The Girò vine is widespread in southern Sardinia, and its origins probably date back to the Spanish domination. Its maximum spread happened during Piemontese domain, in the 18th century. Afterwards, Girò was in danger of disappearing because of the advent of phylloxera in the second half of the 18th century - many preferred planting more productive and less problematic varieties than of Girò.
The Girò was significantly present only in the province of Cagliari. With the recognition of the DOC (controlled designation origin), Girò became Girò di Cagliari DOC in 1979. The vine aroused new interest, especially for its ability to give important liqueur wines.
The berry is medium sized, round, with a thick skin, of more or less intense black-purple color; the flesh is sweet and firm, of neutral flavor. Girò variety has a medium leaf, five-lobed, sometimes three-lobed, of kidney-shaped form. Its bunches can be medium to large, cylindrical-conical, often winged and pyramid, generally semi-loose.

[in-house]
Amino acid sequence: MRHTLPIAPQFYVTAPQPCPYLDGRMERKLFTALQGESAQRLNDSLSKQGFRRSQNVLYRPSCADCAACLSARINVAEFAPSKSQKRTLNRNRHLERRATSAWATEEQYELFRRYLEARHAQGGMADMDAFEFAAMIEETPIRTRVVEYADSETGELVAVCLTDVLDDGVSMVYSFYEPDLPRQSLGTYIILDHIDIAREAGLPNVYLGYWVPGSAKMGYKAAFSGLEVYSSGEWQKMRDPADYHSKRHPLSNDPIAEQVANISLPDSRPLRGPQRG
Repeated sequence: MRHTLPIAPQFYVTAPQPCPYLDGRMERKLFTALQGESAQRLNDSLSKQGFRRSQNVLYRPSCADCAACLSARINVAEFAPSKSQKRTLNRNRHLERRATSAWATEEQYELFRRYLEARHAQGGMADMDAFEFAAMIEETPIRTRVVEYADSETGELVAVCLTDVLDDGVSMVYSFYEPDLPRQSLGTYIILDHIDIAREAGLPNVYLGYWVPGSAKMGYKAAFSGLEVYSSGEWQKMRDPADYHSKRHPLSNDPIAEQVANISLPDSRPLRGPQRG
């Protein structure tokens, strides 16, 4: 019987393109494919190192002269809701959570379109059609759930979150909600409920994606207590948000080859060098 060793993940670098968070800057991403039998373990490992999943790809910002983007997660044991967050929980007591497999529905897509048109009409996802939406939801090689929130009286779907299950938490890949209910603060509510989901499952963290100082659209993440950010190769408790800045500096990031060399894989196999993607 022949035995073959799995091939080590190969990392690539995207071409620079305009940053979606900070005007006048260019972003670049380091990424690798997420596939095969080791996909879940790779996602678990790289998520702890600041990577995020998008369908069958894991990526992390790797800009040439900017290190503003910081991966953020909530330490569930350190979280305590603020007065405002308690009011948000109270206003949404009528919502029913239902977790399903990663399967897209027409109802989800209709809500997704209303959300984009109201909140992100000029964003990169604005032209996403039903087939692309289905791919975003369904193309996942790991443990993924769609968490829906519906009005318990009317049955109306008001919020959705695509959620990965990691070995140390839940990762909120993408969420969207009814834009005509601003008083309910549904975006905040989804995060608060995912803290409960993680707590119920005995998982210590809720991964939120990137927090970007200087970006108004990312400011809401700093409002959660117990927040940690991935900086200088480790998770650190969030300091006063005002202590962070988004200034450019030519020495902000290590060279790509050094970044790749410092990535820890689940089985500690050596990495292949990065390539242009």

The Girò grape prefers limestone-clay soils, deep and cool, not humid. The ideal climate in spring and summer is hot and dry. It is bred with not much expanded forms and pruning.
Girò has high but inconstant production.